(1957 – 2006,
Raúl "Zemman Scott"
Steve Cain began his career in the video game industry as Imagine Software's Art Department director in 1983 where he worked on
titles like B.C Bill and the infamous "mega-game" Bandersnatch. His background in Fine Arts from University of Liverpool, his love
for games and his talent at pixel art meant that he was ideally suited for the job.
After Imagine's well known financial issues led to its breakdown, he along with other Imagine employees Ally Nobel, Graham "Kenny"
Everitt, John Gibson and Karen Davies created the software label, Denton Designs, based in Liverpool.
Denton Design went on to win much respect and acclaim for their original work on such well known classics as Frankie Goes to
Hollywood, The Great Escape, Shadowfire and Where Time Stood Still.
In Denton Designs, he helped build a working environment different from the one he knew at Imagine. However, his colleague, Ian
Weatherburn (who had also joined Denton Design), missed Imagine's working environment and never really adapted himself to that of
Denton's, so he eventually left to join Ocean.
Steve later joined Microprose as Art Director and subsequently went on to work with other well-known publishers like Canvas, Rage,
Acclaim and finally Silverback Studios.
Sadly, in 2004 he was diagnosed with lung cancer. Despite the disease, Steve worked for another year in the industry. He died on
July 19th, 2006. On July 25th, many personalities of the video game industry said their final farewell to Steve.
It is not easy to track down Steve's softography - especially for Denton Designs's productions, for which the authors' names are
sometimes unclear. At least, Steve appears in the credits of the following games:
B.C.BILL 1984 Imagine. SP/C64.
THE NEVERENDING STORY 1985 (OCEAN) C64.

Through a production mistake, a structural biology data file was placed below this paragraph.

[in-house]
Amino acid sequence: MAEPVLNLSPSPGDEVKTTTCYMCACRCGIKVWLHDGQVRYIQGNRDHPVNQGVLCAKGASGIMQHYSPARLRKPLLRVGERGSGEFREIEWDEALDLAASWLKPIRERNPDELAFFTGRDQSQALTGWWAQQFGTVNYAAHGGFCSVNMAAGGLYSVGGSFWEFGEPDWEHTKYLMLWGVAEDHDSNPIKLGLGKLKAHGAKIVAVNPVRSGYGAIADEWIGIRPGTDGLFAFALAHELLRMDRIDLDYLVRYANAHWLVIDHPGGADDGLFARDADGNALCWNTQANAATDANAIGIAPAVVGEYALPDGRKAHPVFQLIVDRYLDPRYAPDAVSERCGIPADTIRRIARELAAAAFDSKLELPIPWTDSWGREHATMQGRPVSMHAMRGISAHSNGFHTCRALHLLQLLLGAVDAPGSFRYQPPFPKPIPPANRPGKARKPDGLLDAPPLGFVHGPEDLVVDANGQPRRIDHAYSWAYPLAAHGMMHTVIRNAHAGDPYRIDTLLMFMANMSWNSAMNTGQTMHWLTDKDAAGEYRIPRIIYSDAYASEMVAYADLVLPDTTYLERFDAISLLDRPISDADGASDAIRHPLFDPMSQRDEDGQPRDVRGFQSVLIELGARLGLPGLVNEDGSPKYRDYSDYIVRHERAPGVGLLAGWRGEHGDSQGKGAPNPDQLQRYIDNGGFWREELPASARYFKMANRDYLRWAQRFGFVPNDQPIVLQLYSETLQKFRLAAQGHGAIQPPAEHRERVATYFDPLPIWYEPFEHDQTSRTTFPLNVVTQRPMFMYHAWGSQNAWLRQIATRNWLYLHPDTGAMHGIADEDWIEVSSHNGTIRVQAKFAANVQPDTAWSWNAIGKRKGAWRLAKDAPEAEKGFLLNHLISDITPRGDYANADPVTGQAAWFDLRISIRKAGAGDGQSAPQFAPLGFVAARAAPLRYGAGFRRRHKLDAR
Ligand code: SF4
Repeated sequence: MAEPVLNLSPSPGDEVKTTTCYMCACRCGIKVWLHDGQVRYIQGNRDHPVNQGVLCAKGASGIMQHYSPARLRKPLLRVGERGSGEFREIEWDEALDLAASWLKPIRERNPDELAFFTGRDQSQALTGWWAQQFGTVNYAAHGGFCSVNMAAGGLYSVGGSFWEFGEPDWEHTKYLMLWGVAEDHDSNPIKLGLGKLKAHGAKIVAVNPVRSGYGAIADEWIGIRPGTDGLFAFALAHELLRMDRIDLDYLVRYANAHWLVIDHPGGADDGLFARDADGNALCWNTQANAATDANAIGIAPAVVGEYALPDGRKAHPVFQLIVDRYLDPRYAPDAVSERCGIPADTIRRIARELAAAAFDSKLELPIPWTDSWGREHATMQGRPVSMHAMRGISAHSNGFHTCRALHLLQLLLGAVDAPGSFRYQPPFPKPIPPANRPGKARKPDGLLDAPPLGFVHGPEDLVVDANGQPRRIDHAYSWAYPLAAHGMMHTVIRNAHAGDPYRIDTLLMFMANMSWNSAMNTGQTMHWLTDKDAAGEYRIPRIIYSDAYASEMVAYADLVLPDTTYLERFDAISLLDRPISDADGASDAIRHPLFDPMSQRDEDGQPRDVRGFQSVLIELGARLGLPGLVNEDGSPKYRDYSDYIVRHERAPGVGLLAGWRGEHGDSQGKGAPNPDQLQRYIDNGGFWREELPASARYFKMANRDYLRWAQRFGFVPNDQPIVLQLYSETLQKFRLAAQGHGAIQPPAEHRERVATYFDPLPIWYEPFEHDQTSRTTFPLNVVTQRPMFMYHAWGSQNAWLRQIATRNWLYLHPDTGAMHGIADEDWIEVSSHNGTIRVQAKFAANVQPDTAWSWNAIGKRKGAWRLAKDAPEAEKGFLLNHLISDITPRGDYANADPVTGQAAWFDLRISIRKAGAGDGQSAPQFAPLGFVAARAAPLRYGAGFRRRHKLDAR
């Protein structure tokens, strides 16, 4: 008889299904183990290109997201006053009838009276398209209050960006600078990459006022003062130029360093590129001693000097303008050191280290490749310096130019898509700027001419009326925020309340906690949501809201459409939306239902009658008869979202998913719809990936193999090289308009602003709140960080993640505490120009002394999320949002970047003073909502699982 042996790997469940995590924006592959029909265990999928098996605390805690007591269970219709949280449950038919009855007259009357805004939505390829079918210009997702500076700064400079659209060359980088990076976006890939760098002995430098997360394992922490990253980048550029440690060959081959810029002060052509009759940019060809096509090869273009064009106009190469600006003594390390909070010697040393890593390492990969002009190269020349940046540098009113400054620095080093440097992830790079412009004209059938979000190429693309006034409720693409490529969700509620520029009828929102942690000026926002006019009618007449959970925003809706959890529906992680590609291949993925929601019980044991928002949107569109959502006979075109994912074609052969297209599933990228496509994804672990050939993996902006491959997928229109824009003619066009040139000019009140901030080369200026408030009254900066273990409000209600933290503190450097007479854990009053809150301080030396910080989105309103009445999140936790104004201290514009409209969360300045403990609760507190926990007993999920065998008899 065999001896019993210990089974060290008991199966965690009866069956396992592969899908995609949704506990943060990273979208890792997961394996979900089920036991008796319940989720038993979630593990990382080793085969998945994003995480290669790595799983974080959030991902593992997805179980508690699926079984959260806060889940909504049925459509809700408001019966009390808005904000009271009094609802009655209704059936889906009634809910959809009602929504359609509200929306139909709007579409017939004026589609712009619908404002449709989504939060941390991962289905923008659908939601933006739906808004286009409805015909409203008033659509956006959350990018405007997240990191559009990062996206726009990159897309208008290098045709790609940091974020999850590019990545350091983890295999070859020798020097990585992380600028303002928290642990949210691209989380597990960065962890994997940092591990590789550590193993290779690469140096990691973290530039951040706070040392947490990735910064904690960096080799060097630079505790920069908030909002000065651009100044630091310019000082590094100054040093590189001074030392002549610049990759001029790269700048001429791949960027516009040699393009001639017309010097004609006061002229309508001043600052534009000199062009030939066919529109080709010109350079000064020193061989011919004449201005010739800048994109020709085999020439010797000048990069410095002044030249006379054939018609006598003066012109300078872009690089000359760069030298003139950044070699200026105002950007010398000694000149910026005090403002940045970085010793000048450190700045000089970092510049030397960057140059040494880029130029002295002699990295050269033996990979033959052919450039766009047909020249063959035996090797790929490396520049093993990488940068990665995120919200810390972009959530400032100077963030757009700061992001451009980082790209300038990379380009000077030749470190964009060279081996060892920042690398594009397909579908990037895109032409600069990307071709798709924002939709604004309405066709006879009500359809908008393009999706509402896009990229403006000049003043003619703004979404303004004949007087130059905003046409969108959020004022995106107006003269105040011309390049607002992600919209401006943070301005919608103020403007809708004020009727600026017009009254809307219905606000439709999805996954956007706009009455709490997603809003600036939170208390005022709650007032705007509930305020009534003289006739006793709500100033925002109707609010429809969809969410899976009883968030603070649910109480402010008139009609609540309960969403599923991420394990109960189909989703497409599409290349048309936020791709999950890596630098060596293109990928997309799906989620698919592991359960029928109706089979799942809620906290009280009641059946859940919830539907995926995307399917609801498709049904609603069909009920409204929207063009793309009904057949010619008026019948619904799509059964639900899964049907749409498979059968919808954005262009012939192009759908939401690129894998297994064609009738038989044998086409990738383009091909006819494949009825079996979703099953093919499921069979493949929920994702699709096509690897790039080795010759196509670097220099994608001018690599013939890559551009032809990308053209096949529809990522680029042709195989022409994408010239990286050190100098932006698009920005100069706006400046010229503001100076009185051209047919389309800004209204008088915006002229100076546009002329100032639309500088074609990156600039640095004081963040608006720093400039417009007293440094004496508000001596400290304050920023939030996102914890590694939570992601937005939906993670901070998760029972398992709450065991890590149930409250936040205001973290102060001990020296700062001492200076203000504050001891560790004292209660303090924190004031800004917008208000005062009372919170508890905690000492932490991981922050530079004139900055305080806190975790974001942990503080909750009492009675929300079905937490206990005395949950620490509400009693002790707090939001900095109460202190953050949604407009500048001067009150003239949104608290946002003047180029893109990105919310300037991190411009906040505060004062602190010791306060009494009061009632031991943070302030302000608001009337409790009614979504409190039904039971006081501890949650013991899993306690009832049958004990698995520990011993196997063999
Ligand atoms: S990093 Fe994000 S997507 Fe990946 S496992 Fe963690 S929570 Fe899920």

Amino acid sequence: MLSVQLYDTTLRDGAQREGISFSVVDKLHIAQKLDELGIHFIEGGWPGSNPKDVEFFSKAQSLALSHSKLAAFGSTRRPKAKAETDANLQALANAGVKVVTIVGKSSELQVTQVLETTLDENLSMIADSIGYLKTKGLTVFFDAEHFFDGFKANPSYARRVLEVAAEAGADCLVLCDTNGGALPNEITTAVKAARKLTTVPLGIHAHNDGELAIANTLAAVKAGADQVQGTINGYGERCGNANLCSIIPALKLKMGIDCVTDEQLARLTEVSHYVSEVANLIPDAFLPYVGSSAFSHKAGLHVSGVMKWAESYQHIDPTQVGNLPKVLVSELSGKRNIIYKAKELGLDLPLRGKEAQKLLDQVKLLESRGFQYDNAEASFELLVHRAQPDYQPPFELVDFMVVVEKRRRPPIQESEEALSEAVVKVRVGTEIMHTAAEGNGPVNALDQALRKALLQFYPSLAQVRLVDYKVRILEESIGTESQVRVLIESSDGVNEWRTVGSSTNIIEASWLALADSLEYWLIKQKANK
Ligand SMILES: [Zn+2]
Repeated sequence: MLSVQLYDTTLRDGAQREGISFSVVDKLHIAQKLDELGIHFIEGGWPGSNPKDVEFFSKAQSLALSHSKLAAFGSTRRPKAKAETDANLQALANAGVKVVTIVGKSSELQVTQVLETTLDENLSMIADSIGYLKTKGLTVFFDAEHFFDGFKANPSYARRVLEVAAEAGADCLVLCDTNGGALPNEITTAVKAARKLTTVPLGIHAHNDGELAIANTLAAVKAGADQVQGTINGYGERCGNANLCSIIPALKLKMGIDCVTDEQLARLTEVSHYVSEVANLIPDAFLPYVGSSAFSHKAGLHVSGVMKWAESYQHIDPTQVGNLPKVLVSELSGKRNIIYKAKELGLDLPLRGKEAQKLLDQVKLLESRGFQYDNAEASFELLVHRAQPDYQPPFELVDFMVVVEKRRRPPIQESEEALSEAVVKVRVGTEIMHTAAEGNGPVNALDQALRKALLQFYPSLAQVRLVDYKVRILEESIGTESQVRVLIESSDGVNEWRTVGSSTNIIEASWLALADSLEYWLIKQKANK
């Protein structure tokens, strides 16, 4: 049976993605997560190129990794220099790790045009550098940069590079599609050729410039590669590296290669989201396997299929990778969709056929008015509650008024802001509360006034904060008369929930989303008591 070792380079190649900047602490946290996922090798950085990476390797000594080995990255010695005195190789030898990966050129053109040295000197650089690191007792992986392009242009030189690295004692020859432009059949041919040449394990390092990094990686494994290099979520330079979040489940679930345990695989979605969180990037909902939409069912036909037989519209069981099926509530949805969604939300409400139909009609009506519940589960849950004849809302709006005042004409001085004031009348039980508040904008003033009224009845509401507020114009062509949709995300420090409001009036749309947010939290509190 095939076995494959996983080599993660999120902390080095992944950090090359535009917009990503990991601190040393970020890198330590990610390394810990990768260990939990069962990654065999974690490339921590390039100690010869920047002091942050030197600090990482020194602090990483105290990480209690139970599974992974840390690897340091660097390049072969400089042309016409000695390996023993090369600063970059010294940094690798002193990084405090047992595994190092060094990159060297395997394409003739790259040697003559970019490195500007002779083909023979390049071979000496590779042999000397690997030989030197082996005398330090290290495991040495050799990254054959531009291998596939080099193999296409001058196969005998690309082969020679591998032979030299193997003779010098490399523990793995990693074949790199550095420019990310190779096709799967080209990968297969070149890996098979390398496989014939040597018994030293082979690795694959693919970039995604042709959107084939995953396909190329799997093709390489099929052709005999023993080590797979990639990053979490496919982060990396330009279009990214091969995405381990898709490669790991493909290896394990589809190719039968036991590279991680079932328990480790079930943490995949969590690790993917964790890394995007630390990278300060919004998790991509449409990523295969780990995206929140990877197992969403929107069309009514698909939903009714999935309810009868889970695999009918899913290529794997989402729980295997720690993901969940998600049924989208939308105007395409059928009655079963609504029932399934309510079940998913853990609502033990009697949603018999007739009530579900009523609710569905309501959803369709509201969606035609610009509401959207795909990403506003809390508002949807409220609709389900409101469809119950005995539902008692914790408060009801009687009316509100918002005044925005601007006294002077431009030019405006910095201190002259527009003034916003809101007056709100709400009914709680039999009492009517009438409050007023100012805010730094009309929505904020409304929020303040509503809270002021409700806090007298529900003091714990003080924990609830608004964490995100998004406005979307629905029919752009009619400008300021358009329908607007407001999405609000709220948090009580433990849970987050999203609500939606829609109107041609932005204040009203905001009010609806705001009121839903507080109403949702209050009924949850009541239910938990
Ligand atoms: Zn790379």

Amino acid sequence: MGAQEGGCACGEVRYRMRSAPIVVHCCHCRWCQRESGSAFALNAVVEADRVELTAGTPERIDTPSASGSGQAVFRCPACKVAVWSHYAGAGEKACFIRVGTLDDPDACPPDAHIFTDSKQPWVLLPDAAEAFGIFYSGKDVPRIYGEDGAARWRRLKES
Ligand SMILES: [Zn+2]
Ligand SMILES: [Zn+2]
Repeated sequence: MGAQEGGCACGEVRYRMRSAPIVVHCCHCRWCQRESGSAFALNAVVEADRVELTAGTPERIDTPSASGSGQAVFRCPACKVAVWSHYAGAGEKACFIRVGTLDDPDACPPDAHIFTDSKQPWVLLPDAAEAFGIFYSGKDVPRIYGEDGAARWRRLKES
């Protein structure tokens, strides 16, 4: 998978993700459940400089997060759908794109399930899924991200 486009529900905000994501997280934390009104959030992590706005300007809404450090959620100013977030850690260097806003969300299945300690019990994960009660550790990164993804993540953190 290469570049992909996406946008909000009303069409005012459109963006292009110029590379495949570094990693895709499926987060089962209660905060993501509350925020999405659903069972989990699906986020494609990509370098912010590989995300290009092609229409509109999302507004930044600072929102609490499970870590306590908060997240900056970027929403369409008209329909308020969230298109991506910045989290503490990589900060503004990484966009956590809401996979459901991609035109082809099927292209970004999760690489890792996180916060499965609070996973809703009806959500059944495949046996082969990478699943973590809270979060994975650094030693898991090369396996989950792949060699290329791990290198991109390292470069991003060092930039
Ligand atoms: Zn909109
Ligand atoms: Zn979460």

BOUNCES 1985 (DENTON DESIGNS) Beyond Software. SP.
SHADOWFIRE 1985 (DENTON DESIGNS) Beyond. C64/
HIGHLANDER 1986 (CANVAS) Ocean. SP/CPC/C64.
WHERE TIME STOOD STILL 1988 (DENTON DESIGNS) Ocean. SP/ST.
STAR TREK: THE REBEL UNIVERSE 1988 (FIREBIRD) C64/PC-DOS
STAR GOOSE (LOGOTRON) 1988 Spinnaker Software Corp. AMIGA/PC-DOS.
BLACK LAMP 1988 (FIREBIRD) ST/SP/.
HELLRAIDER 1989 (FRAMES) Atari. AMIGA/
KNIGHTS OF THE SKY 1990 (MICROPROSE) AMIGA/ST.
PYROTECHNICA 1995 (PSYGNOSIS) PC-DOS
COMBAT AIR PATROL 1995 (PSYGNOSIS) PC.
DARKLIGHT CONFLICT 1997 (RAGE SOFTWARE) EA. PC.
INCOMING FORCE 2002 (RAGE SOFTWARE) PC.
MADEMAN 2006 (SILVERBACK STUDIOS) PS2. [*]
[*]Although he couldn't finish, Steve worked in this project, and the game is dedicated to his memory.
He seems to be related to other games, although it is unclear for which platform version:
ARMY MOVES 1986 (DINAMIC)
SHADOW OF THE BEAST II 1994 (REFLECTIONS INT.) Psygnosis.
BRIAN THE LION 1994 (REFLECTIONS INT.) Psygnosis.
Finally, he had a couple of unfinished projects for the ZX Spectrum (see "The Games That Time Forgot"):
INFODROID (DENTON DESIGNS).
Steve Cain was a talented artist, aware of his strengths but also equally conscious of his weaknesses and humble enough to call upon
others who he knew could achieve something quicker or better than himself. He was affable, sociable and someone that almost everyone
He led then as always, by example. He worked hard, applied himself totally, paid attention to the smallest detail and ensured that
everything went as smoothly as possible.
His dedication to his chosen field faltered at times but once he applied himself to a task, he would stick to a path until he
reached his chosen goal. The success that he was truly capable of may have never reached his grasp but he rarely stopped the journey
towards new and exciting parts of the gaming scene.
He mentored many people as he progressed from one company to another; some who have strayed from the gaming path as they matured and
some who still practice some of the tenets laid down by Steve to this very day.
There were times, I am privileged to say that I accompanied him in his endeavours, at other times we went our separate professional
ways but he always remained my friend.
He faced his final years in typical Steve Cain style, with a philosophical shrug and his trademark laugh. This face may have been
for friends and the facade might have fallen underneath the pain he suffered in his illness, but he never displayed anything other
than the larger than life character I had known all my life.
In his passing, the industry has lost a founding figure but is richer for his time and influence.
Raúl "Zemman Scott" and Simon Butler for the write-up, Juan Pablo López-Grao for the translation.